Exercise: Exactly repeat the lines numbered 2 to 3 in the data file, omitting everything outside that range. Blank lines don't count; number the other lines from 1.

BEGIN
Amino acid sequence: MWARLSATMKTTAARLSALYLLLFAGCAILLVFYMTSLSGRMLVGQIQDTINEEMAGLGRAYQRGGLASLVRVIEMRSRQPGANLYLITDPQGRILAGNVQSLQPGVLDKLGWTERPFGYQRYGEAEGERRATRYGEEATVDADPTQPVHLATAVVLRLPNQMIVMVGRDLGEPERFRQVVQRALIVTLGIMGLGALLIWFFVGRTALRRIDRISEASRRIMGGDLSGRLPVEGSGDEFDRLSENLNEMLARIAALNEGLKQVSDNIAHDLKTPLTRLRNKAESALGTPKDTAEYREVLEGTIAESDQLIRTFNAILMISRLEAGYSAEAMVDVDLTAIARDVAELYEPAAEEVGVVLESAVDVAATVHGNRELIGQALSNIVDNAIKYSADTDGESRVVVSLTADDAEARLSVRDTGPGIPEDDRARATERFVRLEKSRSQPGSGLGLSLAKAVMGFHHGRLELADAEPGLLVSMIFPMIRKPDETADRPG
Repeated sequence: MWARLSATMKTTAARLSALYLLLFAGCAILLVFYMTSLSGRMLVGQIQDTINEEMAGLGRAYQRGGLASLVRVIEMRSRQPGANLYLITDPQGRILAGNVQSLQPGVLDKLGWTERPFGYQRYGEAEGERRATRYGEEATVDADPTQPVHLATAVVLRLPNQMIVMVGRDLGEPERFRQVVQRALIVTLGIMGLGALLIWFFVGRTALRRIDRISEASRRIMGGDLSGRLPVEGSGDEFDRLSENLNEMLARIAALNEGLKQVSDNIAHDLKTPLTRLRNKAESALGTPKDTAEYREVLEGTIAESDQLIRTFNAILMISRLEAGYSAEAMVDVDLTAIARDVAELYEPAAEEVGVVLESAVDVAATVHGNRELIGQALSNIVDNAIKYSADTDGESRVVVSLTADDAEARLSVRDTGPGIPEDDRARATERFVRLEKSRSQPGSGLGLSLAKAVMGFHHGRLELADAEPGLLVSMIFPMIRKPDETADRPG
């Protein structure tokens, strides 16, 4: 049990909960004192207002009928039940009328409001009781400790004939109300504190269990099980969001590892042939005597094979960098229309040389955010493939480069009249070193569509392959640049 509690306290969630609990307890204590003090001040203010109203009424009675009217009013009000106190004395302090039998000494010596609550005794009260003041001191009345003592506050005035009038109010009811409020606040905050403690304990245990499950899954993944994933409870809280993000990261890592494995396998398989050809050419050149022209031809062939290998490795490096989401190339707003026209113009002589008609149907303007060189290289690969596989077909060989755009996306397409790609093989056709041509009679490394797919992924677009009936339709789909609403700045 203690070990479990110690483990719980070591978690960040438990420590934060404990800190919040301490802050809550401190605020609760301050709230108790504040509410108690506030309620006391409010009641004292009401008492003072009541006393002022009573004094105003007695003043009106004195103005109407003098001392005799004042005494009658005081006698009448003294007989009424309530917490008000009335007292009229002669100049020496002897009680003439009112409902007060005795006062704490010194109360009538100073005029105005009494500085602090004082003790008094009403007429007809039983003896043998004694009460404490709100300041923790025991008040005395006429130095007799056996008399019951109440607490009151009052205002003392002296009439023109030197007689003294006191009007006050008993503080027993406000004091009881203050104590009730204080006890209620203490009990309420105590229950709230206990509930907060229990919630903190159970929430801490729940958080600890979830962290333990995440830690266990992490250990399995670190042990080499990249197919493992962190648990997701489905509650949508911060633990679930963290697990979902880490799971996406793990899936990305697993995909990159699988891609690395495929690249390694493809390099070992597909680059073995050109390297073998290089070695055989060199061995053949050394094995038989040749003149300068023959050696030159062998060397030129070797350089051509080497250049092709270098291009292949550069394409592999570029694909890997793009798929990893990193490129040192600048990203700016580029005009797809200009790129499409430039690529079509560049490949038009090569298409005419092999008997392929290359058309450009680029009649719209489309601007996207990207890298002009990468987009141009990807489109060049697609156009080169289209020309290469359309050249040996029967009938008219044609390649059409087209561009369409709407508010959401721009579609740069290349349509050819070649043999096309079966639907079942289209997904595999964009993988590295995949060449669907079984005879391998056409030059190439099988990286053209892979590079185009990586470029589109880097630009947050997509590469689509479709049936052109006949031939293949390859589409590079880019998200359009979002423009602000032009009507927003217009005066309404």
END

Repeated sequence: MWARLSATMKTTAARLSALYLLLFAGCAILLVFYMTSLSGRMLVGQIQDTINEEMAGLGRAYQRGGLASLVRVIEMRSRQPGANLYLITDPQGRILAGNVQSLQPGVLDKLGWTERPFGYQRYGEAEGERRATRYGEEATVDADPTQPVHLATAVVLRLPNQMIVMVGRDLGEPERFRQVVQRALIVTLGIMGLGALLIWFFVGRTALRRIDRISEASRRIMGGDLSGRLPVEGSGDEFDRLSENLNEMLARIAALNEGLKQVSDNIAHDLKTPLTRLRNKAESALGTPKDTAEYREVLEGTIAESDQLIRTFNAILMISRLEAGYSAEAMVDVDLTAIARDVAELYEPAAEEVGVVLESAVDVAATVHGNRELIGQALSNIVDNAIKYSADTDGESRVVVSLTADDAEARLSVRDTGPGIPEDDRARATERFVRLEKSRSQPGSGLGLSLAKAVMGFHHGRLELADAEPGLLVSMIFPMIRKPDETADRPG
């Protein structure tokens, strides 16, 4: 049990909960004192207002009928039940009328409001009781400790004939109300504190269990099980969001590892042939005597094979960098229309040389955010493939480069009249070193569509392959640049 509690306290969630609990307890204590003090001040203010109203009424009675009217009013009000106190004395302090039998000494010596609550005794009260003041001191009345003592506050005035009038109010009811409020606040905050403690304990245990499950899954993944994933409870809280993000990261890592494995396998398989050809050419050149022209031809062939290998490795490096989401190339707003026209113009002589008609149907303007060189290289690969596989077909060989755009996306397409790609093989056709041509009679490394797919992924677009009936339709789909609403700045 203690070990479990110690483990719980070591978690960040438990420590934060404990800190919040301490802050809550401190605020609760301050709230108790504040509410108690506030309620006391409010009641004292009401008492003072009541006393002022009573004094105003007695003043009106004195103005109407003098001392005799004042005494009658005081006698009448003294007989009424309530917490008000009335007292009229002669100049020496002897009680003439009112409902007060005795006062704490010194109360009538100073005029105005009494500085602090004082003790008094009403007429007809039983003896043998004694009460404490709100300041923790025991008040005395006429130095007799056996008399019951109440607490009151009052205002003392002296009439023109030197007689003294006191009007006050008993503080027993406000004091009881203050104590009730204080006890209620203490009990309420105590229950709230206990509930907060229990919630903190159970929430801490729940958080600890979830962290333990995440830690266990992490250990399995670190042990080499990249197919493992962190648990997701489905509650949508911060633990679930963290697990979902880490799971996406793990899936990305697993995909990159699988891609690395495929690249390694493809390099070992597909680059073995050109390297073998290089070695055989060199061995053949050394094995038989040749003149300068023959050696030159062998060397030129070797350089051509080497250049092709270098291009292949550069394409592999570029694909890997793009798929990893990193490129040192600048990203700016580029005009797809200009790129499409430039690529079509560049490949038009090569298409005419092999008997392929290359058309450009680029009649719209489309601007996207990207890298002009990468987009141009990807489109060049697609156009080169289209020309290469359309050249040996029967009938008219044609390649059409087209561009369409709407508010959401721009579609740069290349349509050819070649043999096309079966639907079942289209997904595999964009993988590295995949060449669907079984005879391998056409030059190439099988990286053209892979590079185009990586470029589109880097630009947050997509590469689509479709049936052109006949031939293949390859589409590079880019998200359009979002423009602000032009009507927003217009005066309404």